Testy Tuesday: Back To Breakout Levels Already

 |  Includes: DIA, QQQ, SPY
by: Philip Davis

What a difference a day makes!

As you can see from our Big Chart, the technical picture has quickly turned around and, once again, a Santa Rally is a possibility and our S&P 1,450 goal for 2012 is in reach. As I said to our Members earlier this morning:

How quickly things reverse. Still, don't mean a thing until we top those last week highs and break over 1,440 on the S&P (5% line) and 8,400 on the NYSE (already there) and 840 on the RUT (5% line). That puts the Nas 5% behind the others and the Dow 7.5% so if we get a bullish break on our 3 broad indexes - it would be good to play the Nas and the Dow to catch up but first - we need to break those 5% lines.

AAPL WEEKLY So, that's what we'll be watching this morning as well as our beloved Apple (NASDAQ:AAPL) (see David Fry Chart), which popped back to $520 yesterday, on the way to our $528 initial target (as noted in yesterday's Morning Alert). We had hoped to hit it yesterday but we settled for the $16 move we did get and we expect to see $528 this morning or our premise is blown and we'll pull our aggressive short-term bets.

We are, in theory, making progress on our Fiscal Cliff negotiations but Dave Fry notes there is a more important macro driving us forward at the moment:

Beyond all of this is what the Fed wants you to do - buy stocks. After all, they're providing nearly $100 billion a month in QE activity. This money will find its way into markets and will force you to buy stocks even if you don't want to. Why? Because the alternatives are negative yields in bonds and sideline cash.

The same holds true with other central banks in Europe and Asia as its raining fiat currencies.

Not to be outdone, Japan's election provided a large win for the LDP led by the conservative Shinzo Abe where "economic recovery and overcoming deflation" are top priorities. This means more stimulus and a much weaker yen as John Mauldin explains well-enough in this video and article.

What could go wrong with this scenario? Markets and bond vigilantes could balk at buying more debt even as central banks print money to support deficits through QE. The disaster scenario for all developed countries would be if interest rates rose given massive debt levels.

Click to enlargeThe US has $35Bn in 5-year notes to peddle this afternoon and Japan got a bit of a shock at demand was off sharply on the sale of 1.1Tn Yen worth of 20-year Government Bonds with the bid-to-cover ratio falling from 3.67 to 3.11 and interest rising to 1.737%. China is also suffering as Foreign Direct Investment fell for the 12th consecutive month despite renewed buying from Japan (which may reverse again as Abe rekindles the island dispute). Spanish Banks are also suffering as bad loans rose over $10Bn in October - to 11.23% of the portfolio.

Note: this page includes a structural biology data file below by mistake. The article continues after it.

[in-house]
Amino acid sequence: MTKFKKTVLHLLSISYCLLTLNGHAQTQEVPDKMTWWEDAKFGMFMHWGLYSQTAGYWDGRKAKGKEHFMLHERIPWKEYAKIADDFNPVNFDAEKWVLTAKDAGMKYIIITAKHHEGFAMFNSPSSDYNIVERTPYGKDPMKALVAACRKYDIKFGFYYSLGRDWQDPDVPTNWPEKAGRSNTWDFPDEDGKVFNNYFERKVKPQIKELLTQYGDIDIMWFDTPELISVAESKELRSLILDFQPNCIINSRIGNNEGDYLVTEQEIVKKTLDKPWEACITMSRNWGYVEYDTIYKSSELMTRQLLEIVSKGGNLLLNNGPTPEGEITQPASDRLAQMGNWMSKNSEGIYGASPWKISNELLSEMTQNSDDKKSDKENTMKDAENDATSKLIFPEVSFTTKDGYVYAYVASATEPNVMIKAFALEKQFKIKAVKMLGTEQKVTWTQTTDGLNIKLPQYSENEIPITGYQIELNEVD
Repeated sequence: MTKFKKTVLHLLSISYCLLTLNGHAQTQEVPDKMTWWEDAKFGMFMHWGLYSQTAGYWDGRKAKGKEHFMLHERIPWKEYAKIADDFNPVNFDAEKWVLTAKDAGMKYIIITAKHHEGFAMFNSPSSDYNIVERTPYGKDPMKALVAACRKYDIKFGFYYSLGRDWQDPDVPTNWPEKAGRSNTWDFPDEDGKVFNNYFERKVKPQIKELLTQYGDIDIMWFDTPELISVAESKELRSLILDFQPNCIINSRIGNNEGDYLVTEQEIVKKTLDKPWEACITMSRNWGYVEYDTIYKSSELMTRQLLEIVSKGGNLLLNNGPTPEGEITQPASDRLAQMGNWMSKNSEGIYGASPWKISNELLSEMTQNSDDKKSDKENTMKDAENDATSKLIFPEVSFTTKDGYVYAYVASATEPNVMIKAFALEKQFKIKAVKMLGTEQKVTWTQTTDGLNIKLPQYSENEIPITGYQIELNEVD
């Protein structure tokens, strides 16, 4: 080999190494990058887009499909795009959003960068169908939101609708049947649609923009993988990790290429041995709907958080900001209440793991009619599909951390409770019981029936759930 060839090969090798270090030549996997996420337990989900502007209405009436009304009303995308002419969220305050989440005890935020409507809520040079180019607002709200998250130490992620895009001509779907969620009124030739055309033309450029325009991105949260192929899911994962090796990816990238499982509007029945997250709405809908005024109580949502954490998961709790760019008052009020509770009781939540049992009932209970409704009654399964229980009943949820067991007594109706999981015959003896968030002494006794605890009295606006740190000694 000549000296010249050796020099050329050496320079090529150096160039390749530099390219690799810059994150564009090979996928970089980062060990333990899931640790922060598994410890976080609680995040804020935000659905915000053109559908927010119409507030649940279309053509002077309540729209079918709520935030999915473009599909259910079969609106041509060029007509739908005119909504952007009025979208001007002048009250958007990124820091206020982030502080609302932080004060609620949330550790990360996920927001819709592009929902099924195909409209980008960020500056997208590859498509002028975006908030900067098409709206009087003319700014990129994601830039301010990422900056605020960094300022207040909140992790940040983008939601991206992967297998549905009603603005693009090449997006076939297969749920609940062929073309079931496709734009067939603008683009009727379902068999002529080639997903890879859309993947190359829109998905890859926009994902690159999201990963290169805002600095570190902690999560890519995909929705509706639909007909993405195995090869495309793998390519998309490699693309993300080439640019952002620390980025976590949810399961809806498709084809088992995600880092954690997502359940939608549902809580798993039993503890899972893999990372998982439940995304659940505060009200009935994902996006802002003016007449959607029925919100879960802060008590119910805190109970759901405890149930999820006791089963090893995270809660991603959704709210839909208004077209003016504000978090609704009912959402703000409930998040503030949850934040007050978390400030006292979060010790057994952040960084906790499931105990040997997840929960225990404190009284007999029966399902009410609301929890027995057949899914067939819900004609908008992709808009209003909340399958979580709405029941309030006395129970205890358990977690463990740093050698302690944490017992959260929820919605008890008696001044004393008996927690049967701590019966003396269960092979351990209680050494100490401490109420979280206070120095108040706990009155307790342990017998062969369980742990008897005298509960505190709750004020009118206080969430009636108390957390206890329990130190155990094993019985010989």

Where is all the money going then? Well,$274Bn went into Corporate Buybacks in just the first 3 quarters of 2012 as US companies forgo capex spending and hiring and goose their EPS the easy way, by decreasing the amount of shares their earnings are measured against. $274Bn is more than US Corporations paid in taxes and enough money to have hired 5.5M $50,000 workers - it's a good thing our "job creators" have their priorities straight...

We're gathering data in our annual PSW Holiday Shopping Survey and please add your observations if you get a chance. This weekend is "Super Saturday," the biggest shopping day before Christmas and, last year, 24% of all holiday sales were rung up in the last 10 days before Christmas - which is a trend of late buying our survey is also picking up for 2012. Another trend we're noticing is steep discounting, which may translate into revenues hitting their targets but profits falling short in the end - another good reason for the buybacks to keep revenues up (relatively).

Unfortunately, this morning on CNBC, Senator Bob Corker said there would be no fiscal cliff deal this week. Corker has been saying there would be no deal all month but saying it this morning took the wind out of the Futures and we've turned down sharply since then. We'll see what sticks but there's nothing NEW in the news from Corker - just stating the obvious as it's super-unlikely a deal is passed in the next 72 hours - surely this is not a surprise to professional investors.

Our goals are clear for today - we really can't afford to be rejected again at our 5% lines and we will have to move a bit more bearish (see yesterday's TZA trade idea) if the Russell can't hold 820 at this point. It would be very bullish for the markets to shake off Corker and resume the up move it was having in the Futures. The Dollar certainly isn't holding us down - still weak at 79.53 and below that 79.50 line will provide a little extra push to the upside - maybe enough to put gold back over $1,700.

Disclosure: I am long AAPL, XLF, HPQ, HOV, BBY, T, SCO, IMAX, GDX. I wrote this article myself, and it expresses my own opinions. I am not receiving compensation for it. I have no business relationship with any company whose stock is mentioned in this article.

Additional disclosure: Positions as indicated but subject to change (fairly bullish mix of long and short positions - see previous posts for other trade ideas).